is situated in one of the most fertile and pleasant parts of the
Mendips.The village straddles the A367 in a ribbon development and lies
between the Roman City of Bath and the town of
is evidence of early man having occupied the parish.
In 1905, Father
Ethelbert Horne, a monk at
Downside Abbey in Stratton-on-the-Fosse,
led the excavations of a cave at Nettlebridge in the South of the
31/646495). The skeletons
of a male and a female were discovered, along with Bronze Age pottery.
A second and lower cave at the same location was excavated in
1947 by the Downside Archaeological Society.
This revealed more
human bones together with that of deer,
wild cat, small horse
and Mendip Hare. Late
Neolithic grooved ware pottery and flint implements were also
Neolithic/Bronze Age site has also been identified on the eastern ridge
of a valley running approximately North to South from the centre of the
village.Concentrations of worked flint, flint implements and a
scattering of arrowheads and scrapers give evidence of habitation within
both the Neolithic and Bronze Age, some of the tools having been
re-touched at a later date. (Issue
16. Five Arches Spring,
outside the parish boundary at
Hill (nat. grid ref. 31/5656) an Iron Age Camp is thought to have been
invaded and occupied by the Belgae in the later Iron Age.
The Romans later occupied the Camp.
of the Roman occupation and subsequent settlement in the Parish are
numerous the Fosse, the Roman Road, has been excavated at Ashwick and
within the village and has been uncovered on a number of occasions
during routine works for essential services. Roman remains were found
(c.1892) at ‘Killings
Knap’ (nat. grid ref.
31/662519), where a skeleton was found in a shallow grave cut out of the
superficial layers of lias.This is thought to originate from the Roman
period.The bones were re-interred at the same location.
at Killings Knap revealed over a quarter of a hundred weight of finds,
including a stone quern, a piece of decorated Samian (bearing potter’s
marks TAVRIANVS and ALBVCI-OF) a blue glass bead and bronze coins of
Constantine the Great.(vol.1. no.2. Proceedings of Downside
1993, indications of a former building were found at Linkmead, a
location between the village and Killings Knap.Excavations in subsequent
years showed this to be from the Romano/British period.Finds confirmed a
third to fourth century date for its final phase of occupation.
Geophysical Survey of Linkmead shows the possible existence of other
buildings on the site. The
one excavated building can be seen to be in an enclosure surrounded by
about seven similar enclosures, some possibly with buildings.There is
evidence of ‘squatter’
use of the excavated building and certainly some of the walls were
robbed for building stone for use in other buildings at a later
date.However, there is little archaeological evidence so far of the life
of those in the parish after the break-up of the
some time during the reign of King Edgar (957-975 AD),
the Manor and lands of the Parish were given to the Abbey of
Glastonbury and during the time of Edward the Confessor (1042-1066 AD)
were let to a tenant named Alwold, a Saxon Thane.
The Manor was included among
the lands of the Abbey of which William the Conqueror (1066) deprived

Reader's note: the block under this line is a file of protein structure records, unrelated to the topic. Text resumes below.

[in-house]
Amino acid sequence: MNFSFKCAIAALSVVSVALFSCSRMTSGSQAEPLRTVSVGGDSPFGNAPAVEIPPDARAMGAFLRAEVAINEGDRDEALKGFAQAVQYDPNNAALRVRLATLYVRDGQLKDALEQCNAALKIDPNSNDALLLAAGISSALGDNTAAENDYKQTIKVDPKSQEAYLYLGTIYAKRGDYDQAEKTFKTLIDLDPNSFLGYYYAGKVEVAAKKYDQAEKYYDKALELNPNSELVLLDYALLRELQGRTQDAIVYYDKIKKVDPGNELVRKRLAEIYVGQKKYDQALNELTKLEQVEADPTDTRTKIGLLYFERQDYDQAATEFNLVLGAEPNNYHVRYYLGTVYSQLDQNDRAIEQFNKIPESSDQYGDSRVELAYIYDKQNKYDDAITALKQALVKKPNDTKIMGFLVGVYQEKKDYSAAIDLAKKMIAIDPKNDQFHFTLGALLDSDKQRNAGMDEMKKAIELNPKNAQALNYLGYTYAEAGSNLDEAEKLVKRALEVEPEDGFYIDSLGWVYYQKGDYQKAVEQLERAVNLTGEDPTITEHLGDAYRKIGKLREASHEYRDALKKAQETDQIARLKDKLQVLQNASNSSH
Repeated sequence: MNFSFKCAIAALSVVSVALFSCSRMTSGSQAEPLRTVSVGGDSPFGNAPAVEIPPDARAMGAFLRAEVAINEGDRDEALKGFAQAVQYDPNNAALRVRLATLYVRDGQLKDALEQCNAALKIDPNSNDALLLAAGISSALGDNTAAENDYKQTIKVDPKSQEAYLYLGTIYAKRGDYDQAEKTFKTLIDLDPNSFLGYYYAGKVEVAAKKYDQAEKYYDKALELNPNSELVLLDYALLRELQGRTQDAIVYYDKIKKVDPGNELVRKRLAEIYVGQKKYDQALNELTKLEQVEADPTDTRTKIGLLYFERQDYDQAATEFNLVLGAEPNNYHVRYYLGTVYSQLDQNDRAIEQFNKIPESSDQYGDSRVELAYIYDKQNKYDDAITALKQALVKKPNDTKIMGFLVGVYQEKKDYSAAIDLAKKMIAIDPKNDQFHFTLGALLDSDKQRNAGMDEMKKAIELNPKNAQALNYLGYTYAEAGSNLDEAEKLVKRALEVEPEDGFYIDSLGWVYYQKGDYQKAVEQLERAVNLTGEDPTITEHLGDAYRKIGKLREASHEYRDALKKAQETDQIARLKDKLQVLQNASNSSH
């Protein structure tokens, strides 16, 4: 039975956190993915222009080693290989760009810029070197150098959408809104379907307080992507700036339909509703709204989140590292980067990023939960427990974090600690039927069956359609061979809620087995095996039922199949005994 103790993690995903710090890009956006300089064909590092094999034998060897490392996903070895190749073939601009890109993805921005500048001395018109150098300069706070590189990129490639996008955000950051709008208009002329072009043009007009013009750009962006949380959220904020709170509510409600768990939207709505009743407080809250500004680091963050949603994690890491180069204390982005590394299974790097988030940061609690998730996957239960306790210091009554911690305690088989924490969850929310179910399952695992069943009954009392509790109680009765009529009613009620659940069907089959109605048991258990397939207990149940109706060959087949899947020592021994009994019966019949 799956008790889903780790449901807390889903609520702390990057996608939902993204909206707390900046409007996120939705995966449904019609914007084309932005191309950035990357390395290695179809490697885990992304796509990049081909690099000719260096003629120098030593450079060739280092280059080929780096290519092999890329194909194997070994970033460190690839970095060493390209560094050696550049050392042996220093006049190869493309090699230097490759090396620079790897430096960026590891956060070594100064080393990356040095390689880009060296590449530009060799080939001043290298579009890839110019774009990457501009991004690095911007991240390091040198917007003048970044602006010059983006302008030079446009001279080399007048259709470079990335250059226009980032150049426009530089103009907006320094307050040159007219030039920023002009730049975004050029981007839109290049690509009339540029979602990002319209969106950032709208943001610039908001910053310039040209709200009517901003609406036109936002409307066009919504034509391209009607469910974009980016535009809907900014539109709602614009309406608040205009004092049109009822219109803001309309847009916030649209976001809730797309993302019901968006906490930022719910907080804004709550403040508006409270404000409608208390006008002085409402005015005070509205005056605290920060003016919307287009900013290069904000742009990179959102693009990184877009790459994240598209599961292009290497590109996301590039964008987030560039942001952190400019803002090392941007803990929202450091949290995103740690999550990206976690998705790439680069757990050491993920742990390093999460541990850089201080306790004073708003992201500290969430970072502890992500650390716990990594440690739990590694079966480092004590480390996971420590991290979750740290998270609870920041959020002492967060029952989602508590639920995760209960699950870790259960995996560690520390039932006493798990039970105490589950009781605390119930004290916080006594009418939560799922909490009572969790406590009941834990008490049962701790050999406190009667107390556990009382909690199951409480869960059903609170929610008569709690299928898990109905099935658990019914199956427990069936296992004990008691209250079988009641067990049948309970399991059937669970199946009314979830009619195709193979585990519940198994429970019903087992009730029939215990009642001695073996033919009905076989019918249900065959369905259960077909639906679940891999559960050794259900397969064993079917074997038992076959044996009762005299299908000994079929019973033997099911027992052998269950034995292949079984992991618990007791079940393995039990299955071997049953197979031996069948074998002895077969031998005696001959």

the Abbey.William bestowed the Manor on his favourite prelate and
assistant, the Bishop of Coutance and this is recorded in Doomsday.
doorway on the South side of the present parish church is
Manor was next held by Thomas de Sancta Vigore, who died in 1294.A
Thomas de Gourney subsequently became Lord of the Manor, but owing to
the part he had taken in the murder of Edward II, after the downfall of
Isobella and Mortimer, he was obliged to flee the country.His lands were
confiscated and became a possession of the Crown, subsequently becoming
annexed to the Duchy of Cornwall.The Duchy is the oldest of English
Duchies and, with the brief exception of the interregnum during the
Commonwealth (1649-1660), has existed continuously.The Duchy is still
one of the major landowners in the parish, along with Downside Abbey.
farming was always the core of existence in times past, the parish was a
highly important centre for the coal industry until the middle of the
Twentieth Century. It was a
well-established industry by the Fifteenth Century and there is little
doubt that the existence of coal was known in Roman times.
coal pits first took the form of surface mining, the remains of which
are visible in the fields to the South of the Parish to this day.No
enclosed land was broken for mining until the beginning of the
Seventeenth Century, when a licence from the Lord of the Manor, to enter
leasehold properties, had to
underground seams of coal were always narrow and sandwiched with hard
rock making it difficult to mine.The Pits were also prone to
flooding.The last working pit to close in the parish was at New Rock,
where a total of four seams had been worked.
1821 the Parish had seventy-four inhabited houses with a total
population of three hundred and seventeen.
Twenty-four of these occupants were employed in agriculture.Today
agriculture is still a major influence on the Parish, but employs few
people.The major influence on the growth of the village in the
Nineteenth and Twentieth Centuries has been the community of English
Benedictine monks who settled at
first school for village children was organised in 1825 and soon over
one hundred children were in attendance.The first purpose-built school,
together with a schoolhouse and church for the Roman Catholic
Parishioners, was commenced in 1854.A second village school was built in
1850 by the National Society.Both of these schools are now closed and
have moved to locations in other villages.
the villagers of Stratton-on-the-Fosse look to the nearby towns of
Midsomer Norton and Radstock and of